Thursday, October 12, 2017

Groups Challenge FCC Claim That One ISP Equals Competition -

While most realize the residential broadband market isn't all that competitive, lesser talked about is the lack of competition in the special access and Business Data Services (BDS) market. This market connects everything from banks, ATMs and cell towers to the internet, but has long faced monopoly control by only a handful of large telcos (usually AT&T, Verizon or CenturyLink). In fact, FCC data states that 73% of BDS markets are dominated by just one provider, 24% are served by a duopoly, and only a tiny fraction have more than two choices of BDS providers.

Needless to say, companies like AT&T and Verizon have worked pretty tirelessly at keeping it this way, despite a decade of efforts by consumer advocates and smaller companies (like Sprint & T-Mobile).

And while the sector has seen some modest additional competition from cable providers in recent years, the lack of BDS competition is still a major problem. Last year, after a decade of debate, former FCC boss Tom Wheeler began taking the ultimate step toward some reforms of this market, including something the agency rarely does for broadband: applying price caps that limit how much these mono/duopolies can over charge.

But that unfinished effort was killed by new FCC boss Ajit Pai soon after he became FCC head. Instead, Pai proposed a number of logistical changes that involved dramatically weakening the very definition of "competition." How weak? The new FCC guidelines would declare many markets "competitive" even if they only had access to one business broadband provider:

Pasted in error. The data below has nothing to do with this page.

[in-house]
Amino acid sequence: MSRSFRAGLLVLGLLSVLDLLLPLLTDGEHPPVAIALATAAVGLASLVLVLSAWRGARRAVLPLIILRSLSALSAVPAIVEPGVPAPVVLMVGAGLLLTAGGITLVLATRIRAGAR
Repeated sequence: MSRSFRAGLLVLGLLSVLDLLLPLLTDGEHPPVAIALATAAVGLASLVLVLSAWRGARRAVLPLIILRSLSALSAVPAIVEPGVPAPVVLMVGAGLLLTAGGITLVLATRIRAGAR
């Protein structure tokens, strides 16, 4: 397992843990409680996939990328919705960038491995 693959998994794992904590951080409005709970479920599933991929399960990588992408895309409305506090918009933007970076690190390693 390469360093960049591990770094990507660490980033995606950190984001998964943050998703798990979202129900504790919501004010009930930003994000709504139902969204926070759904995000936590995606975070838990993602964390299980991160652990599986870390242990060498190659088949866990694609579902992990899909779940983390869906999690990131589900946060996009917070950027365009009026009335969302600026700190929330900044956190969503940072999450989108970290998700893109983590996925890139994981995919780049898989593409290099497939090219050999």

"Pai's definition of "sufficient competition" has drawn fire. The plan would treat an entire county as competitive "if 50 percent of the locations with BDS demand in that county are within a half mile of a location served by a competitive provider." A county would also be considered competitive if 75 percent of Census blocks in the county have a cable provider."
And while that certainly made telecom duopolies like Comcast and AT&T really happy, less happy are smaller competitors and consumer groups, who are now challenging the FCC's changes in court. Public Knowledge and the Consumer Federation of America and New Networks have filed an amicus curiae brief (pdf) urging the US Court of Appeals for the Eighth Circuit to vacate the FCC's order. The groups argue the FCC made a "feeble" attempt to manipulate data to try and pretend the BDS market is competitive.

"The Order concludes, contrary to the record and established antitrust analysis, that duopoly markets are sufficiently competitive to discipline market power and prices, and that potential competition can effectively check market power, even by monopoly service providers," the groups argued. "Curiously," the groups said the FCC also "relies on a study involving ready-mix concrete for the proposition that the addition of competitors beyond a second has diminishing returns."

Of course, manipulating data to try and hide the lack of market competition is nothing new for revolving door regulators, and ISPs pay millions to hire economists tasked with twisting, distorting and molesting data until it says whatever ISPs want it to say. Large duopoly ISPs (and the lawmakers paid to love them) whined incessantly when the previous FCC raised the definition of broadband from 4 to 25 Mbps. Instead, this new FCC has been working on numerous attempts to weaken broadband standards to pretend the telecom market is more competitive than it actually is.

When you distort the data to hide a lack of competition, it's easier to justify your apathy toward standing up to deep-pocketed campaign contributors -- and imposing policies aimed at actually doing something about it.

Let's block ads! (Why?)

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